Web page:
Prostate Cancer

Prostate Cancer Testing

The prostate specific antigen test may not be the best solution to accurately diagnosing prostate cancers. It should be considered but not relied on exclusively

Why haven’t you been told about the AMAS Test for ProstateCancer?

With all the media talk about prostate surgery vs. taking drugs for prostate problems, you would think those are your only two options.

If information like this can save one more person from making a mistake with their prostate health, it will be worth taking the time to educate yourself on this important subject. Are you aware that you can avoid surgery and drugs with proper testing in the first place?

Let’s take a look at the facts when it comes to testing for prostate problems and look beyond the media headlines. Better testing leads to more accurate information and a better diagnosis about the health of your prostate. And one of the keys is early detection with the RIGHT tests.

The most commonly MIS-used test is the PSA or Prostate Specific Antigen test.

Prostate-specific antigen – is a protein which is naturally produced by the prostate gland. Prostate tumors typically cause over-production of PSA, so when a blood test reveals an elevated level of the protein, it’s a red flag that warns of possible problems.

Both cancer and benign prostatic hyperplasia or BPH which is a swelling of the prostate, can increase PSA levels.

What doctors usually do next is to recommend a biopsy. This is the next step toward trouble. Prostate biopsies are painful procedures that can result in bleeding and infection which only worsens your problem – if you even have one. And recent evidence shows that most of these biopsies are completely unnecessary.

In a 2003 study from the Memorial Sloan-Kettering Cancer Center in New York City, researchers set out to determine if fluctuations in PSA levels would reveal a single PSA test result to be unreliable on its own.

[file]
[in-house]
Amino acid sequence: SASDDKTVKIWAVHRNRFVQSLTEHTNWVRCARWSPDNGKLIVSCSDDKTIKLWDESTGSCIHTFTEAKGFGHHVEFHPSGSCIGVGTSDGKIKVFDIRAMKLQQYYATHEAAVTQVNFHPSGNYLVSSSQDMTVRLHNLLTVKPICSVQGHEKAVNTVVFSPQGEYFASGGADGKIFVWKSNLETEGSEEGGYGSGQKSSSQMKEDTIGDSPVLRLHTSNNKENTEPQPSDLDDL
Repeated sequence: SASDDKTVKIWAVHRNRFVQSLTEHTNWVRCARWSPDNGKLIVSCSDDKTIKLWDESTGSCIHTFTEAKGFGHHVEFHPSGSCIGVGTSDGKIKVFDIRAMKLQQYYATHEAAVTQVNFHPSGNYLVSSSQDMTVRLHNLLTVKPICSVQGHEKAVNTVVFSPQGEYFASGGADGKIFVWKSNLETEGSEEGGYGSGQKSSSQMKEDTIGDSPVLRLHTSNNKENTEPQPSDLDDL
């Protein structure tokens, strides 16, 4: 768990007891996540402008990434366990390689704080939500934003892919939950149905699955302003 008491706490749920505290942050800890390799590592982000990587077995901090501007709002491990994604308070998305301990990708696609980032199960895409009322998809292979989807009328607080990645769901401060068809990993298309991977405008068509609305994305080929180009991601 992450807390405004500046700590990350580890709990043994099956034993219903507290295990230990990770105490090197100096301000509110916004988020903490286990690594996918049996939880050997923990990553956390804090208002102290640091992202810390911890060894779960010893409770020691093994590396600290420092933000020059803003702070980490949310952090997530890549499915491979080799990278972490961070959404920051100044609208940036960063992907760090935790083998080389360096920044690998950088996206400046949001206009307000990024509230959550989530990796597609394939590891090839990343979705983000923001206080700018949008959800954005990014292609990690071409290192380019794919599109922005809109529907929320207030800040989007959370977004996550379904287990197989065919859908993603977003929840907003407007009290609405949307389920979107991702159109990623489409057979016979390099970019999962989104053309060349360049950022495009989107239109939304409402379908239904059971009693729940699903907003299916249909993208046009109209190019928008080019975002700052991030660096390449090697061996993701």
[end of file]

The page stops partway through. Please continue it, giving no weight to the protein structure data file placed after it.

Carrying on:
The conclusions of this 4 year study revealed that an isolated PSA screening with an elevated level should be followed with an additional screening several weeks later before proceeding with further testing or a biopsy.

Because the problem with a single PSA test is that PSA levels normally fluctuate and having just one test leads to over diagnosis of prostate problems.

Here is where the AMAS test is significantly better.

A more sensible and dependable way to screen for prostate cancer is a blood test called the anti-malignin antibody screen (AMAS). Anti-malignan antibody levels become elevated when any cancer cells are present in the body. Most importantly, these levels rise early in the development of cancer cells, which means that cancer can sometimes be detected several months before other clinical tests might find it.

With an accuracy rate of more than 95 percent, the AMAS test is much more reliable than the PSA test. And the best way to detect prostate problems is a SERIES of PSA tests (as the Sloan- Kettering Trial concluded), WITH the AMAS test.

This powerful combination of tests will allow you to avoid false alarms which lead to painful biopsies, drugs and unnecessary painful surgery.

The more you learn about these tests, the more you will feel compelled to implement them. You can find out more about the AMAS test at AMAS Test Information.

Take control of your own health by educating yourself about tests, treatments and nutrition so that you can become more healthy and stay healthier in the long run.

Editors Note: I have not had this (AMAS) test nor had I heard about it before reading this article. I have had the prostate specific antigen test. My results were “normal”. If they come back outside the normal parameters you are typically referred to a Gastroenterologist for an examination.

Posted by on Jul 10th, 2008 and filed under Cancer Treatment Research. You can follow any responses to this entry through the RSS 2.0. You can leave a response by filling following comment form or trackback to this entry from your site

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